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Is it truly possible to subvert in neoliberal* academia?
What shows up when we look with discernment
In my last episode of the fractured memoir from a few weeks ago, I neglected to share an important detail about the area surrounding Blue Mountain Center in the Adirondacks of New York State. This detail became evident during my visits there, but somehow, in my recent reflections this information became invisible. I share this now as a reminder to myself and to you, dear reader, to always look more carefully under the surface, especially when you are seduced by the beauty of a place.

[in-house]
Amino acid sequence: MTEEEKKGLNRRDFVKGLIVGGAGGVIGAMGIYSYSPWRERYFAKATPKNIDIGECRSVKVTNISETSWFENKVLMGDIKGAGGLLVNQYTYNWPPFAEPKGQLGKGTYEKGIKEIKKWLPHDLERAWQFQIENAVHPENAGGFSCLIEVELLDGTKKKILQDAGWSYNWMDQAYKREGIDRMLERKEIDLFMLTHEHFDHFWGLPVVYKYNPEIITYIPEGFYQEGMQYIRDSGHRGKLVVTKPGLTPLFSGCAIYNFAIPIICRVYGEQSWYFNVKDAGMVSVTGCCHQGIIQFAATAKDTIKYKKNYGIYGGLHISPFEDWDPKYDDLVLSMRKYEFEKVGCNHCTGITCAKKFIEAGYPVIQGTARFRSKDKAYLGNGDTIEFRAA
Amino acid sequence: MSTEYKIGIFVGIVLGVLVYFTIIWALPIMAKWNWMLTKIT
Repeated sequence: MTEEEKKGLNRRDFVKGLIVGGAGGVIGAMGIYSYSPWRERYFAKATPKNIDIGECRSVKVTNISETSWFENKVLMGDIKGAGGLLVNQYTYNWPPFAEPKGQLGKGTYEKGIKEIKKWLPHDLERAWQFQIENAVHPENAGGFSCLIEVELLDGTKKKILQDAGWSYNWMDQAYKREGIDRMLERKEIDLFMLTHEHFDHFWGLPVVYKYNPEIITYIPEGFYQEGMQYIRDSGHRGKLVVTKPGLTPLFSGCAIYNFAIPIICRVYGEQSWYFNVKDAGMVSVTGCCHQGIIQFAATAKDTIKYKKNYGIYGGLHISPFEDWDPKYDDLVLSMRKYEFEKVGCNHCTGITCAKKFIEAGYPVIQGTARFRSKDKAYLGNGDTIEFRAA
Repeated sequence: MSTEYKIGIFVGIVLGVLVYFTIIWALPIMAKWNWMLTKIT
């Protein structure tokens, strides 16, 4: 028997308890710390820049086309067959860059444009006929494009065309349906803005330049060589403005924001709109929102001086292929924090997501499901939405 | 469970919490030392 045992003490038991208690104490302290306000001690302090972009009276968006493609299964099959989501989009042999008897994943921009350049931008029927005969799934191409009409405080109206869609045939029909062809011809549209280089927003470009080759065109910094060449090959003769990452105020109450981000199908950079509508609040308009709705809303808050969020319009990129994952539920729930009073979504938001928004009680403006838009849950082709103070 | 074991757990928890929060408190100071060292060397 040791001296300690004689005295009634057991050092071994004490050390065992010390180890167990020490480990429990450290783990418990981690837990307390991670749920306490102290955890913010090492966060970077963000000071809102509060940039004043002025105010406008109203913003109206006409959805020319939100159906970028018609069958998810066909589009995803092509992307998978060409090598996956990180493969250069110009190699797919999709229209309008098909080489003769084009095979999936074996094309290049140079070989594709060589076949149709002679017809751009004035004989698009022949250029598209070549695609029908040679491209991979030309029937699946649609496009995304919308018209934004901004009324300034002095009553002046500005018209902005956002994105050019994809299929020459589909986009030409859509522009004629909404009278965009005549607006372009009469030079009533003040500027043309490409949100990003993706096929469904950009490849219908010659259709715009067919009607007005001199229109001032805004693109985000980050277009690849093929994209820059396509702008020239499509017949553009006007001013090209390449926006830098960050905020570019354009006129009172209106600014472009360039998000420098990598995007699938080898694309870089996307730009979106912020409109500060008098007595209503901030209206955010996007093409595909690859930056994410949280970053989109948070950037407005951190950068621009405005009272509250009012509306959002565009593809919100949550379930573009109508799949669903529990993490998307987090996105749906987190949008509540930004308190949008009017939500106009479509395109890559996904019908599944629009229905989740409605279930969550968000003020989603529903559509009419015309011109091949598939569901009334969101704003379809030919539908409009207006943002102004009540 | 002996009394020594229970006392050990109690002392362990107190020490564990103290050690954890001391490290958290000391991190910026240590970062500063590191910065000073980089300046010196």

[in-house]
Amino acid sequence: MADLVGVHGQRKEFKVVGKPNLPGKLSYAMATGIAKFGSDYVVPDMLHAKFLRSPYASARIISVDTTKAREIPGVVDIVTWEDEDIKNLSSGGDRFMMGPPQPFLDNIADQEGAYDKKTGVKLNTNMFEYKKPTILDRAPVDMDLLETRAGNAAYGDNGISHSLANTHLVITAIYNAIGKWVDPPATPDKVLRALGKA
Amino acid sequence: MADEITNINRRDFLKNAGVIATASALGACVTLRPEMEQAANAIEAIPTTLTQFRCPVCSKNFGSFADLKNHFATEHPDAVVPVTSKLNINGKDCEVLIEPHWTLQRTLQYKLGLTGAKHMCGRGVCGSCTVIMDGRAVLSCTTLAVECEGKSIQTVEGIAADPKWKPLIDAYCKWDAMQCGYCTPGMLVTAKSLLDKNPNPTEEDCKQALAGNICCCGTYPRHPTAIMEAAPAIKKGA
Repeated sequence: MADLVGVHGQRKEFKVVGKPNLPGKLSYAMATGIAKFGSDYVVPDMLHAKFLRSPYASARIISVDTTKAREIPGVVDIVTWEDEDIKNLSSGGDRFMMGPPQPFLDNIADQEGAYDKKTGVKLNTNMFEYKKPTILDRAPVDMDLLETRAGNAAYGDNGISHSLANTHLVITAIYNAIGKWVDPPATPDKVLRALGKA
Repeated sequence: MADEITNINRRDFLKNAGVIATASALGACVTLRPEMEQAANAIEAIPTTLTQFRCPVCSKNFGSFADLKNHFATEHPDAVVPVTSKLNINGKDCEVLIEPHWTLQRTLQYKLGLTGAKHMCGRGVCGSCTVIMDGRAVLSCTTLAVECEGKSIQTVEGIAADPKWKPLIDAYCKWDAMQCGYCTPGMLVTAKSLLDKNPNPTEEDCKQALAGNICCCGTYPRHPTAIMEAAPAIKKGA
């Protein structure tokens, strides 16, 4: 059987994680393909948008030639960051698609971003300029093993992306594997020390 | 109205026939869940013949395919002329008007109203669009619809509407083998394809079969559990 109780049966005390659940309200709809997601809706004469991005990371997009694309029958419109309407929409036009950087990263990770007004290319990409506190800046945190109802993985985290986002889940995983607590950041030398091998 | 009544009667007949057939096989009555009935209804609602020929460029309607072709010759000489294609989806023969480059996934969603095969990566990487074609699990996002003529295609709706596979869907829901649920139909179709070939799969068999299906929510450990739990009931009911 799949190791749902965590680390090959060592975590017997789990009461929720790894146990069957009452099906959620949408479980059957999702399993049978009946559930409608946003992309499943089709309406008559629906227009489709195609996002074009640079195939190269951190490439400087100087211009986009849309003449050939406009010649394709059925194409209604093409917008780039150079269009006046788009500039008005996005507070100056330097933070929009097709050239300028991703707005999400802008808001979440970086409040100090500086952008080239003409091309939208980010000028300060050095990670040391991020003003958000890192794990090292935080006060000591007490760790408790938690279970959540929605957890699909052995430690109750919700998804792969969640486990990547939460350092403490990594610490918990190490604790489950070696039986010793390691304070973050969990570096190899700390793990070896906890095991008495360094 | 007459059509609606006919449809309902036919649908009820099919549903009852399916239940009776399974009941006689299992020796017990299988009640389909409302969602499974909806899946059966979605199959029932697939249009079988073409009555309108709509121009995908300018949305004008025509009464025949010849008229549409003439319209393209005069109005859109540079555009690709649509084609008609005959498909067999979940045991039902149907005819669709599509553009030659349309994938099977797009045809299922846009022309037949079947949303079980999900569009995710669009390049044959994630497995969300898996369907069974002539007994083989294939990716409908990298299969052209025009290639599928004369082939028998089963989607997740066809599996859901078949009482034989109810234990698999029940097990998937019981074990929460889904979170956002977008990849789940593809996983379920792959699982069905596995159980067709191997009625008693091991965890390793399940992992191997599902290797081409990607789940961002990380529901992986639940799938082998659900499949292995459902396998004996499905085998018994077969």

Soon after arriving at BMC, I learned that the lake was dead due to acid rain, and that much of the Adirondacks, and vast swathes of natural landscape east of the formerly industrial Midwest were moribund. The ecocidal reality of having damaged so many parts of our home planet through the immense greed of capitalism and industrialization could be sensed at BMC through the sobering daily silence on the lake. It was a peacefulness that was not really comforting. Still, I was hypnotized by the beauty of the trees and the ability to walk unaccompanied through the woods for hours. In order not to be in despair, 24/7, most of us prefer to smell the pretty flowers rather than inhale the stench from the local pulp mill. Living with these kinds of contradictions is part of what compelled me to devote my life to looking at cognitive dissonances, creating art and writing about them. It’s also what motivated my interest in subverting the status quo as an educator, so that others could share the paradoxes they’re experiencing through their art making and raise consciousness. It has seemed that the only way to stay sane was to inspire cohorts to help change things.